This fall keep track of shorebirds and other migrants you see by making a special effort to visit sites especially good for shorebirds (e.g., mudflats, tidal flats) and submitting frequent checklists to eBird Caribbean. Submitting complete checklists of the species (and numbers of individuals) you see, even when few migrants are present, will allow you and other eBirders to track migration as it happens and help shorebird conservation. Conservation scientists are working to conserve shorebird populations by identifying migration patterns, travel routes, and stopover sites used by migrating shorebirds. Protecting stopover sites, important places along migration routes where birds stop to rest and feed in between flights, in places like the Caribbean is especially important for conservation. The checklists you submit to eBird Caribbean will be made available for conservation scientists to use to study Caribbean-wide migration patterns and may help identify previously unknown stopover sites in the region.Finally, if you can visit a site more than once, visit as often as you can and use eBird Caribbean to participate in the Caribbean Waterbird Census (CWC), an important waterbird monitoring and conservation initiative. Recommended protocols for shorebird/waterbird counts and information about how to enter CWC checklists into eBird are here.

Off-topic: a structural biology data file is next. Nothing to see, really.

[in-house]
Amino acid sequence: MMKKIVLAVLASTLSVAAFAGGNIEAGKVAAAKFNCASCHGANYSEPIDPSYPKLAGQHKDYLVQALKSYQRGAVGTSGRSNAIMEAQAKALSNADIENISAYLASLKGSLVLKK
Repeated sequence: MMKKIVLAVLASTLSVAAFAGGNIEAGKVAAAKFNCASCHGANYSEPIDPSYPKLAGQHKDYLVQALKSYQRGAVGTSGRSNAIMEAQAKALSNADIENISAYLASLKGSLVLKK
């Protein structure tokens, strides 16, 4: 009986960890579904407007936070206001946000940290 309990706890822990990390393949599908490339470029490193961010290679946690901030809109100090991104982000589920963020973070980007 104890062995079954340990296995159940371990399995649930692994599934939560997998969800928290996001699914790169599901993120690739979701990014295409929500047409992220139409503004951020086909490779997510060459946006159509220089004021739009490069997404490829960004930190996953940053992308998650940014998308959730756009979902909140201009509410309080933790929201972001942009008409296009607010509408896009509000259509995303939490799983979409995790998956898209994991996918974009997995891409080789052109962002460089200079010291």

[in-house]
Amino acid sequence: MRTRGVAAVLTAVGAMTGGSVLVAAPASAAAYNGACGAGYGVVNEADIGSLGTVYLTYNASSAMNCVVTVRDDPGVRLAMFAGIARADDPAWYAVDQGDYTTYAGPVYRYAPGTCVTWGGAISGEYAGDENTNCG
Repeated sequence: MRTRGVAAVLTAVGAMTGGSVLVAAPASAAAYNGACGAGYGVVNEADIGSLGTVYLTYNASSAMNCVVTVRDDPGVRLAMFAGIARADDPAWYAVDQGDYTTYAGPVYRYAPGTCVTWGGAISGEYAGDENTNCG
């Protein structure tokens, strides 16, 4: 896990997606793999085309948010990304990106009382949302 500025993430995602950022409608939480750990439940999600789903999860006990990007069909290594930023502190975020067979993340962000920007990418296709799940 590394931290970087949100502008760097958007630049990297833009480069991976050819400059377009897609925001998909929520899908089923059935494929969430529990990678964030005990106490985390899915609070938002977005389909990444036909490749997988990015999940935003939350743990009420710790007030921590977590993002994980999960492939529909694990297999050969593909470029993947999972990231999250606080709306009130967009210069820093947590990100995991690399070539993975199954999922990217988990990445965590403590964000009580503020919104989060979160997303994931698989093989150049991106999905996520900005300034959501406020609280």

Counting birds is not the only way you can help contribute to shorebird citizen science in the Caribbean. Several species of sandpipers and plovers are being banded on the breeding grounds or at migration stopover sites. Individual birds are given unique combinations of bands or flags with individual codes written on them. Resightings of these birds by scientists and birders, especially during migration, are allowing scientists to learn much more about these birds and their migration patterns.

Migrating Sanderling (Calidris alba) with light green flag (3TL) on upper left leg. Photograph by Doug Weidemann.

Migrating Sanderling (Calidris alba) with light green flag (3TL) on upper left leg. Photograph by Doug Weidemann.

Wintering Ruddy Turnstone from Sandy Ground, Anguilla during February 2012. Note the code (A5U) printed on the light green flag. Photograph by Richard Brown.

Wintering Ruddy Turnstone from Sandy Ground, Anguilla during February 2012. Note the code (A5U) printed on the light green flag. Photograph by Richard Brown.

If you spot a marked shorebird and would like to report it, record (photograph if possible) the color combinations and any letter/number codes. Then, after submitting your sightings to eBird Caribbean, go to bandedbirds.org (shorebirds only) or the USGS band reporting website to enter information on the marked individual. More information on how to document marked birds can be found on these websites as well.

Remember to take the time to enjoy the excitement of shorebird migration this fall and don’t forget to enter your counts in eBird Caribbean! Good luck!

Doug Weidemann, Lisa Sorenson and Jeff Gerbracht

Special thanks to Ted Eubanks and Richard Brown for generously sharing their shorebird photographs and Ted Eubanks for his helpful ID tips!